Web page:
4. Food waste collected together with garden waste (as now) is quite a good system because:

the waste can be treated (by in-vessel composting) to produce compost.

5. Food waste collected separately is an even better system because:

  • Separate food waste can be treated by anaerobic digestion, which produces a digestate that can be used for very good compost, and can produce biogas that can be used for heat and for power.
  • The cost (gate-fee) of AD is cheaper than in-vessel composting. Also, we have new AD facilities in Herts at Coursers Farm.

However, WHBC would need new or adapted vehicles and new smaller bins to bring in this system. The waste vehicles used now will need replacing in 2020.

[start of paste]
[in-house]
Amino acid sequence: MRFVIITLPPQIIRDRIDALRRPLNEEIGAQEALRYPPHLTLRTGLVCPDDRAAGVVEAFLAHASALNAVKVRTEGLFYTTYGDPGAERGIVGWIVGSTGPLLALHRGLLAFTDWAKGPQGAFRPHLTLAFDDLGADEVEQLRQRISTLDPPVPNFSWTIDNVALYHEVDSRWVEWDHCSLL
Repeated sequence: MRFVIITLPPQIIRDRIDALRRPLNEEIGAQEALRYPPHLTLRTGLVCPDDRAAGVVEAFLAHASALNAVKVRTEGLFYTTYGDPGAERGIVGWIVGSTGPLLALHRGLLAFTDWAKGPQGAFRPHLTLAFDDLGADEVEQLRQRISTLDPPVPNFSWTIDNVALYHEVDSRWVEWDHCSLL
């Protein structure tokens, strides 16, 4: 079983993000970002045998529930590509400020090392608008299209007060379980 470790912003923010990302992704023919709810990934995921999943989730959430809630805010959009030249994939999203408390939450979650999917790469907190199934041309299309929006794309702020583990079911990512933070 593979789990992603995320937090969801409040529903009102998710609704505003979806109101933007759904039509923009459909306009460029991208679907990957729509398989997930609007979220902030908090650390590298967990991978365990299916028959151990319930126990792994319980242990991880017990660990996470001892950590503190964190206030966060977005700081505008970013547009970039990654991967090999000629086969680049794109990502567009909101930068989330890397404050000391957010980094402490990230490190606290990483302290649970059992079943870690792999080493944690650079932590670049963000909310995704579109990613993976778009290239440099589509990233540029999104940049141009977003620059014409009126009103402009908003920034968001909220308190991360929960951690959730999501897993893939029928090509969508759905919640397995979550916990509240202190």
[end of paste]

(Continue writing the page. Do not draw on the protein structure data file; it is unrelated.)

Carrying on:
6. Recycled food and garden waste is sold, not wasted.

Herts County Council is responsible for the disposal of waste collected by Welwyn Hatfield Borough Council. Herts County Council receives any payments for the waste. However, Herts County Council then gives financial rewards back to WHBC depending on how much recycling/composting waste WHBC collects.

7. Garden Waste should be collected from all residents, not just those who volunteer to pay, because:

  • Welwyn Hatfield already has a huge and costly fly-tipping problem. Unfortunately some residents, and non-resident landlords, already tip rubbish in our streets and on our greens and nature walks. Such people are likely also to dump garden waste if WHBC does not collect it.
  • More residents may be tempted to fly-tip garden waste if it is not collected free. There are some residents in WHBC who need every penny of income they have.